It seems that the market is faced with yet another bit of FUD (fear, uncertainty, and doubt), this time from PayPal, breaching into the pockets of cryptocurrency enthusiasts. Or is there some mischief going around and about?
PayPal banning cryptocurrency purchases?
According to recent reports, PayPal has apparently been sending out emails to its clients warning users that as per their ‘Acceptable Use Policy’, cryptocurrency related activities must cease.
Granted, PayPal has been quite odd when it comes to cryptocurrencies and the bitcoin in general. However, another strange thing is that the payment service providing company established by Elon Musk and Peter Thiel has recently applied for a U.S patent related to Blockchain technology.
Well, guess what? The emails that users were supposedly receiving from PayPal are actually fake!
Thank you, Reddit.
According to a few Reddit users, the PayPal email is indeed fake, but how was it sent out on such a massive scale? Well, apparently it’s not so difficult for hackers to get access to user databases, in particular, the bitcointalk one. Then, the scammer just has to cross-reference these emails with another one and send out a bunch of fake mail posing as PayPal.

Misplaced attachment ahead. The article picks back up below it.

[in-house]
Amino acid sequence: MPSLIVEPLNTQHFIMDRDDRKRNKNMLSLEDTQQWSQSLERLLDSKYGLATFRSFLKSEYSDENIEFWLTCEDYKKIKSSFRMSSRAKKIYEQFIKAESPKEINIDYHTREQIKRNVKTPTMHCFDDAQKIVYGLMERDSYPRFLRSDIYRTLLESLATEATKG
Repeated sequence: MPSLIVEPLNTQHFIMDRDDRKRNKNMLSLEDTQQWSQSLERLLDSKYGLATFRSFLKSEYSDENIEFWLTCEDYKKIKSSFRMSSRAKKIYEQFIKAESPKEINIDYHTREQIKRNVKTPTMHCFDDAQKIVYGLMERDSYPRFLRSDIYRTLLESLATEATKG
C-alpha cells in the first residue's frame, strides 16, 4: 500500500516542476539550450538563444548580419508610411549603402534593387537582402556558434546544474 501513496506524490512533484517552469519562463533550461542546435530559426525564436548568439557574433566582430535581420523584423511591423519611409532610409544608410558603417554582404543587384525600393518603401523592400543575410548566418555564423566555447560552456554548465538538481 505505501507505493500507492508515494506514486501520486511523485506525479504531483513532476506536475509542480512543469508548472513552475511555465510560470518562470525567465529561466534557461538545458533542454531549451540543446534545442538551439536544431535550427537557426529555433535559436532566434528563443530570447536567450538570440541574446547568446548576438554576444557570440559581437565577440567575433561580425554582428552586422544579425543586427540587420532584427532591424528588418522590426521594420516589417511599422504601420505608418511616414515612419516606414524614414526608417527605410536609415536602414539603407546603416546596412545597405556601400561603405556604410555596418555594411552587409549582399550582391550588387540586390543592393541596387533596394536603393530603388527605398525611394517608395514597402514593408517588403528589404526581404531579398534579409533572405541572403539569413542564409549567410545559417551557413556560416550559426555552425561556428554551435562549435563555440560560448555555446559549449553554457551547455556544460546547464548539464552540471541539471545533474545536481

Now, obviously breaching into PayPal and sending out emails from their servers is near impossible. However, replacing an email address to read and look identical to an original one isn’t such a complicated feat. For example, @paypal.com and @paypai.com. Notice the letter ‘i’ at the end of the address?
But what is the point?
The email wasn’t soliciting information, asking to send money, disclose accounts, or to really even log in to PayPal through a false link. So, what is the point here exactly? To spread some fear and to smear PayPal’s image a bit. As you all may have noticed, current market conditions are not exactly ideal or close to what they were in December of 2017.
Verdict: deliberate attempt to tarnish the reputation of the cryptocurrency market in an attempt to drive its capitalization down.
But don’t worry. Didn’t have any effect on the industry thanks to being debunked alarmingly quick.